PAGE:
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"Move Over" Law to Include Utilities PDF Print
Written by Steve Frank   
Sunday, 05 September 2010 06:41

In July, North Carolina lawmakers expanded the state’s ‘move over law’ to include electric utility vehicles restoring power on the sides of roadways. The ‘move over law’ requires motorists to slow down and cautiously approach emergency vehicles with flashing lights, moving over one lane when possible. Beginning in December, the law will encompass electric utility vehicles that are stopped, with amber lights flashing, on roadway shoulders. The expanded law protects electric utility workers as they work to maintain power lines or restore power in local communities and along North Carolina’s highways. “Cooperative line crews are trained, highly skilled professionals who work in difficult—often potentially dangerous—situations and weather conditions to make sure we all receive safe and reliable power,” said Renee Whitener, director of public relations.  
“In our Blue Ridge operations room, line technicians have a wall of photos displayed of children, wives and loved ones—families they’re working hard to go home safely to at the end of the day. Blue Ridge Electric also wants them to go home whole at the end of every day so we appreciate everyone who drives with special care around our workers,” she added. “The new law could help prevent a needless accident by keeping us all more focused on safety as we share the roadways,” Whitener said.
While Blue Ridge Electric has a dedicated right of way program to protect power lines from large trees, strong storms like some that moved through our state during the summer can often send trees and limbs crashing to the ground, sometimes affecting electric facilities. Severe winter weather is even more common in Blue Ridge Electric’s service area, and line technicians must work during all hours of the night or day to restore electricity when ice and snow damage power lines.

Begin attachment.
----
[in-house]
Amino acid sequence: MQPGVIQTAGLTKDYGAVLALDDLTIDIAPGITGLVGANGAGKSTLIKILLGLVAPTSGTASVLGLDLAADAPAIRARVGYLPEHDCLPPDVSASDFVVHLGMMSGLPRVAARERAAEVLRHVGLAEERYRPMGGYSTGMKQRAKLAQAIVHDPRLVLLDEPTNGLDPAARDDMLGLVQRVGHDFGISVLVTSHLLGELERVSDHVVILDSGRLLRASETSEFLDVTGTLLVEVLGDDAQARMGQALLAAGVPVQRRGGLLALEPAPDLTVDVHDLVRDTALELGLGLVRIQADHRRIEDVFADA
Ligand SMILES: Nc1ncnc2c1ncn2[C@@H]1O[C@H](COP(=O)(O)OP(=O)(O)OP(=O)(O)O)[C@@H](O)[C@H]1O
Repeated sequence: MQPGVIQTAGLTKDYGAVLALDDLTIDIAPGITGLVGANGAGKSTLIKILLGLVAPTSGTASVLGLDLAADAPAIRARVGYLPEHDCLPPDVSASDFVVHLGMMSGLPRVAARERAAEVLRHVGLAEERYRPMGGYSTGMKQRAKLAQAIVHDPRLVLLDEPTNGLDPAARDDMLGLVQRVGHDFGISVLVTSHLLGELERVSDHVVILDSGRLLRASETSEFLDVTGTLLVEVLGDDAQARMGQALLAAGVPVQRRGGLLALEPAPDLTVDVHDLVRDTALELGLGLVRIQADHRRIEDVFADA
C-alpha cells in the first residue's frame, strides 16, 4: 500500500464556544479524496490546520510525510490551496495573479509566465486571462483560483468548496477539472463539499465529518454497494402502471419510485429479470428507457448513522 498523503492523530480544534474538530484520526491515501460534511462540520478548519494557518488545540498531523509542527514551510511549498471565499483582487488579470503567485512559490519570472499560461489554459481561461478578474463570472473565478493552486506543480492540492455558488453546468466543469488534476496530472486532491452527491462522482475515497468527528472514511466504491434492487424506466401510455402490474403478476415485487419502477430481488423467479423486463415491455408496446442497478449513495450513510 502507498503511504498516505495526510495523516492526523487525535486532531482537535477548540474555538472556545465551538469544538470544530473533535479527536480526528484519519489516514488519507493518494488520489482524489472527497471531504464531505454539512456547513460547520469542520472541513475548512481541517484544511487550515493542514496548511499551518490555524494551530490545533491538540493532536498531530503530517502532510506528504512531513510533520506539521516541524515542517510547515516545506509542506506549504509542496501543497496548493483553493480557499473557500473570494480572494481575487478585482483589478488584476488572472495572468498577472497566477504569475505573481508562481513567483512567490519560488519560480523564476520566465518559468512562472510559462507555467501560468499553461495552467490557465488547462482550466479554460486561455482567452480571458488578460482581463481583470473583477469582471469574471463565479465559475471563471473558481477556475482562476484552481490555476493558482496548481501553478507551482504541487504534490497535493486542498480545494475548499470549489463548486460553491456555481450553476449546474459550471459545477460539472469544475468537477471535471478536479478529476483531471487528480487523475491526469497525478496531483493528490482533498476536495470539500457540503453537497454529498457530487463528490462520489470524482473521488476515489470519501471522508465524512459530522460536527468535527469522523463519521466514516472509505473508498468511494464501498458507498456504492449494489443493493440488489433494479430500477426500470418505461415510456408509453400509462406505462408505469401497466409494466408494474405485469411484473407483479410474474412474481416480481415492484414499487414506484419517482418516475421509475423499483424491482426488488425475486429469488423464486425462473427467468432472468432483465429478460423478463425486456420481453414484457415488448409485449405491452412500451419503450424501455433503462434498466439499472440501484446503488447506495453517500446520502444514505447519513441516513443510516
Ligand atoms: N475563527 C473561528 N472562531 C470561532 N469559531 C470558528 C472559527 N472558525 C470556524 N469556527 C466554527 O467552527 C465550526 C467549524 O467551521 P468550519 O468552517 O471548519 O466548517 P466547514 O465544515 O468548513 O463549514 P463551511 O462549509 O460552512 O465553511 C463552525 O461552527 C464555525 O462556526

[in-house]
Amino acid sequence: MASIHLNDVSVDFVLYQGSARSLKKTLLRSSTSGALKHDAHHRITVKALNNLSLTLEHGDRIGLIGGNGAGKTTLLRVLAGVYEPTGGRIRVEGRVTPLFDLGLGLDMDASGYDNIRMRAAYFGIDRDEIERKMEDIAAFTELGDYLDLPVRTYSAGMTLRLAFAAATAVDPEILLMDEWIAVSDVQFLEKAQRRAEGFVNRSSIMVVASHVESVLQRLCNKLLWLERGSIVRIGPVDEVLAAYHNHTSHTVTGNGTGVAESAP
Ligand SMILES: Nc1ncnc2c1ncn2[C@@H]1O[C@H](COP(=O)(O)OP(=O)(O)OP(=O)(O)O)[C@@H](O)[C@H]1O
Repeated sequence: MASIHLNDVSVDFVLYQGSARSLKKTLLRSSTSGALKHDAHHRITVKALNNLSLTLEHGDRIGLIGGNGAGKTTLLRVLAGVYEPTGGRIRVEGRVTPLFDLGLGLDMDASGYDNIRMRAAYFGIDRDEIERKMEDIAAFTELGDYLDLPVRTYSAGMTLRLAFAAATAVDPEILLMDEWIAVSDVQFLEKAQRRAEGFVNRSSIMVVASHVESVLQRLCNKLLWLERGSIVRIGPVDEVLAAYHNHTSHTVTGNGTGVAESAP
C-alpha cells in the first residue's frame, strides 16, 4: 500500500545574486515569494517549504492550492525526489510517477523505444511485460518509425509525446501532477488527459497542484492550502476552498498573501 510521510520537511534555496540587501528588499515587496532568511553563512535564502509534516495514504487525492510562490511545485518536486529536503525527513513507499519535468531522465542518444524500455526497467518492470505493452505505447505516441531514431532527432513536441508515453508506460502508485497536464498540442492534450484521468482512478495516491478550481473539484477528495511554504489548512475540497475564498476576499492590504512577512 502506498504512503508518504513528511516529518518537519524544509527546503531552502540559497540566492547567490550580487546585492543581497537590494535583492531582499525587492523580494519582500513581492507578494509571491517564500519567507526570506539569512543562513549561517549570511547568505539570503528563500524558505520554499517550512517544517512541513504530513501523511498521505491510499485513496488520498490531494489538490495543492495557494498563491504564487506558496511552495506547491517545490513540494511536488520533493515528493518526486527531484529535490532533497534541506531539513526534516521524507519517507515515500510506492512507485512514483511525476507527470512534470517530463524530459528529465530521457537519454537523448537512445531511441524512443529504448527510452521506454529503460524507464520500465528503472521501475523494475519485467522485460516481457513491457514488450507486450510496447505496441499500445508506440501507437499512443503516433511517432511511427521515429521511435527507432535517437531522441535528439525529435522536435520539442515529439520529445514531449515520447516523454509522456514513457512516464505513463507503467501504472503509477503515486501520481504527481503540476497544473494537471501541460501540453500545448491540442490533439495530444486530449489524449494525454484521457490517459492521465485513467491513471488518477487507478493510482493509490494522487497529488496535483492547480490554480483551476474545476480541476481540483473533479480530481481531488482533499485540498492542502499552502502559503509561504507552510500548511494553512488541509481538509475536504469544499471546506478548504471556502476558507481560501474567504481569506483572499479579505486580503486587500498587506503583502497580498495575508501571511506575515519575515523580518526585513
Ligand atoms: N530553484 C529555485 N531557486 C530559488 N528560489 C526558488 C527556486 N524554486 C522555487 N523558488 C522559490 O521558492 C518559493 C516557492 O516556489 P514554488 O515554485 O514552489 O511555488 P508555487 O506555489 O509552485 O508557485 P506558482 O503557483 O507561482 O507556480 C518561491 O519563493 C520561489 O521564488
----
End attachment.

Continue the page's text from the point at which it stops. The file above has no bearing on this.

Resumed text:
Although the law does not take effect until December 1, residents are encouraged to begin the practice of moving over and slowing down if they see an electric utility vehicle. This will help protect the safety of not only the workers, but also the drivers. In Blue Ridge Electric’s service area where severe winter weather typically causes more issues, this will help drivers become accustomed to “thinking safety” and moving over for line workers well before ice or snow typically arrive and the new law takes effect.

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